Tax-News.com, New York | 24 May 2012
Kirk looks at future of US-EU trade relations
by Leroy Baker
After, earlier this month, the European Commissioner for Trade Karel De Gucht had foreseen the possibility of a comprehensive free trade agreement (FTA) between the United States and the European Union in 2014, the US Trade Representative Ron Kirk provided his view on US-EU trade policy during a recent speech in London.
He started his remarks to the London School of Economics and Political Science by reminding his audience of the “unprecedented" scale of the US-EU trade relationship. "In fact, transatlantic trade in goods and services totalled nearly one trillion dollars last year, while US foreign direct investment in the EU was worth nearly two trillion dollars in 2010, and similarly, one and a half trillion dollars flowed from the EU (to the US)," he said.
Kirk pointed out that a recognition of the US-EU trading relationship prompted President Obama and European Presidents Barroso and Van Rompuy, to create the High Level Working Group on Jobs and Growth last November. "Our leaders tasked De Gucht and myself to examine, with an unprecedented degree of rigour and cooperation, all of the available options for increasing our economic growth, jobs, and international competitiveness,” he noted.
“Right now,” he confirmed, “American and European teams are working together to examine a wide range of possibilities, including: eliminating conventional barriers to trade in goods, such as tariffs and tariff-rate quotas; reducing barriers to trade in services, and to transatlantic investment; promoting regulatory approaches that facilitate trade; reducing, eliminating, or preventing in the first place behind-the-border barriers to trade in all categories; and developing rules and principles on other global issues that are of common concern.”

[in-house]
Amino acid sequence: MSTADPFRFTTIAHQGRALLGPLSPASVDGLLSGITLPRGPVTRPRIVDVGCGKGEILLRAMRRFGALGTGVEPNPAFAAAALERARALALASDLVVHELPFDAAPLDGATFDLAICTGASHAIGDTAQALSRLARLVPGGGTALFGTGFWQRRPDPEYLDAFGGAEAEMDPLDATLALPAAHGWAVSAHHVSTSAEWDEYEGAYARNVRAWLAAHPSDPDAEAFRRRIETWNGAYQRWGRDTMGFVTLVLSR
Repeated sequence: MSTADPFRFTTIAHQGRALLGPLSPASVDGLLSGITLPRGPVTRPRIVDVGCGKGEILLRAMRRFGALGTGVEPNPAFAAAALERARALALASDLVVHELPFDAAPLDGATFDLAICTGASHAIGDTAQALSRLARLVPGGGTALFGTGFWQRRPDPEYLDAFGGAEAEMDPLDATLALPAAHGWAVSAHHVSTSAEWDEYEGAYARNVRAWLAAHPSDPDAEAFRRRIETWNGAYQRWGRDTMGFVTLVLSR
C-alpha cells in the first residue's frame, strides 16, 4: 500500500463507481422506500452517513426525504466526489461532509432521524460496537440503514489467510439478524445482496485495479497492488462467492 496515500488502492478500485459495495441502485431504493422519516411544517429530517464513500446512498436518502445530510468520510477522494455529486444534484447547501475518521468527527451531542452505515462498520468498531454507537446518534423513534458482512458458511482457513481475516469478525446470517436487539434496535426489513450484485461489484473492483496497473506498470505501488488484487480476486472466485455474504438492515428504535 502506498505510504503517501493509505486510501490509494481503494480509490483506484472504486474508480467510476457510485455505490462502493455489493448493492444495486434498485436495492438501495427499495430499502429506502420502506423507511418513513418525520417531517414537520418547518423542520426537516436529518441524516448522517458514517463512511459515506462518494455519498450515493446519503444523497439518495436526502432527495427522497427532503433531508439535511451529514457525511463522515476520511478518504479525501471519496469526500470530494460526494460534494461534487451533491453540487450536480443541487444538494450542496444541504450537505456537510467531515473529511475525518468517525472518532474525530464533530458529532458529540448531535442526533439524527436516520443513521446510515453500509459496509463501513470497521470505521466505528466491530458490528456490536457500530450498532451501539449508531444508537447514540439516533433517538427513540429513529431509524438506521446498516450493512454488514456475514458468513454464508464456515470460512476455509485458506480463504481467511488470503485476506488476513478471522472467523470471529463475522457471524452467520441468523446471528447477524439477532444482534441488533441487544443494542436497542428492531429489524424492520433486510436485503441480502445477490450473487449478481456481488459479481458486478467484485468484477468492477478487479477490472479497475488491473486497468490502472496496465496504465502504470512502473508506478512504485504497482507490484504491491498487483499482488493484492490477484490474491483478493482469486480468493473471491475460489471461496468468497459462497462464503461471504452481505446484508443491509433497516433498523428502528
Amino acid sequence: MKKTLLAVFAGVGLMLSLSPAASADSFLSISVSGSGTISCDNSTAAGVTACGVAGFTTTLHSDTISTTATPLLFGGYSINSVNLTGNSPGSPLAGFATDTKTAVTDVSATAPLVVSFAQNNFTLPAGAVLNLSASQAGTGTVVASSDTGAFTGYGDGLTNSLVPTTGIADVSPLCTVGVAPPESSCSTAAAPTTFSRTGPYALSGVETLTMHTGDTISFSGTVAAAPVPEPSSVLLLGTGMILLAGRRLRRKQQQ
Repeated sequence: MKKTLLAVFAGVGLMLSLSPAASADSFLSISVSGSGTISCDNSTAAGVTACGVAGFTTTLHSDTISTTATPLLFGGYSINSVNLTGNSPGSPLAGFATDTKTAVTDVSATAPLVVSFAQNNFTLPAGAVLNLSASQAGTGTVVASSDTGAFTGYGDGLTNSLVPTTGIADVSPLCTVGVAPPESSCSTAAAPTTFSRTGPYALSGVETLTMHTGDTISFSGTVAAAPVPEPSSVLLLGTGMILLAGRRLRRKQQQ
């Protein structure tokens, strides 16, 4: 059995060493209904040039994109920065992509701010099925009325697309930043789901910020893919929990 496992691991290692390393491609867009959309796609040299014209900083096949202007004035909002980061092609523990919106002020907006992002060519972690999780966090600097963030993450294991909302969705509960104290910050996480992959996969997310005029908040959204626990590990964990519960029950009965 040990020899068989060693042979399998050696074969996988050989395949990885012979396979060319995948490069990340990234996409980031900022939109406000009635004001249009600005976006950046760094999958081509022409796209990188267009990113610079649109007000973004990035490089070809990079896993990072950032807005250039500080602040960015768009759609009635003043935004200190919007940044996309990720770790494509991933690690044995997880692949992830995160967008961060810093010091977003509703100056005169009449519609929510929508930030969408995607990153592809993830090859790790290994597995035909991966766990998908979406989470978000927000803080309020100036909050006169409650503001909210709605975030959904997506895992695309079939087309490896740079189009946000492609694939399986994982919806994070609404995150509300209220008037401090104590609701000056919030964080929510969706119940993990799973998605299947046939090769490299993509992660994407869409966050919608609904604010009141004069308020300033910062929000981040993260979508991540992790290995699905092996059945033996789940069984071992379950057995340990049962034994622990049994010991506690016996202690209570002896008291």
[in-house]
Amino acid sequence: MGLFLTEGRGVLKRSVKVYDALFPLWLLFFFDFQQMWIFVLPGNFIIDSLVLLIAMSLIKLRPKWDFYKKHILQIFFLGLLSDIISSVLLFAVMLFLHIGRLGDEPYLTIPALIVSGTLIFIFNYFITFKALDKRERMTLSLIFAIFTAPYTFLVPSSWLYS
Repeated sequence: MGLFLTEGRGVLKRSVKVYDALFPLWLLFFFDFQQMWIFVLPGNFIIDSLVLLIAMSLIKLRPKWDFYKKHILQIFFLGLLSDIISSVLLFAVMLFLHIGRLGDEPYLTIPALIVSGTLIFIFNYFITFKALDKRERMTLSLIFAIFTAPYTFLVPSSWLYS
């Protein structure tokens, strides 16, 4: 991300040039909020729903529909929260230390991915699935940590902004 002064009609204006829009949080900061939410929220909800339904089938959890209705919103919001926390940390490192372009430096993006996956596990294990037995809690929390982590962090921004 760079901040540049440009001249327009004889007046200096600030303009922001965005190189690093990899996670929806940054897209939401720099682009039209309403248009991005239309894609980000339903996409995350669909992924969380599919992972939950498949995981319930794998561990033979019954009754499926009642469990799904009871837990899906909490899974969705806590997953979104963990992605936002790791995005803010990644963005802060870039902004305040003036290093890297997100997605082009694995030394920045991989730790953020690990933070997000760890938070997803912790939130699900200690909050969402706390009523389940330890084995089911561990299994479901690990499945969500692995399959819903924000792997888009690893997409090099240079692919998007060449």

“In each of these areas,” he added, “US and EU teams are assessing the potential economic value, the feasibility, as well as the international implications of further liberalization. We have agreed to be both ambitious and realistic as we establish our negotiating parameters and goals.”
“From the US perspective, an ambitious transatlantic negotiation – were we to pursue that course – would need to achieve full liberalization of market access for all categories of goods, and expand transatlantic flows of services and investment. The US also believes an ambitious approach should identify new approaches to non-tariff barriers.”
However, he concluded, the US understands the need for "realism" in any comprehensive negotiation. "Many in Europe have already voiced support for a comprehensive FTA pursued as a single undertaking," he observed. "While the US agrees that this approach presents many exciting opportunities, we want to ensure that its outcomes could be at least as broad and ambitious as those contained in existing US FTAs.”
“Neither the US nor the EU can afford to leap into open-ended negotiations on faith alone," he added. "Our mutual, urgent needs to enhance growth and employment compel us to identify a reasonably short path to success before we launch negotiations. If the Working Group’s analysis determines that the most ambitious outcomes are not likely to be achieved through full-fledged trade negotiations at this time, then the US will be ready to explore how the US and the EU could reach agreements in areas where we have shared ambitions.”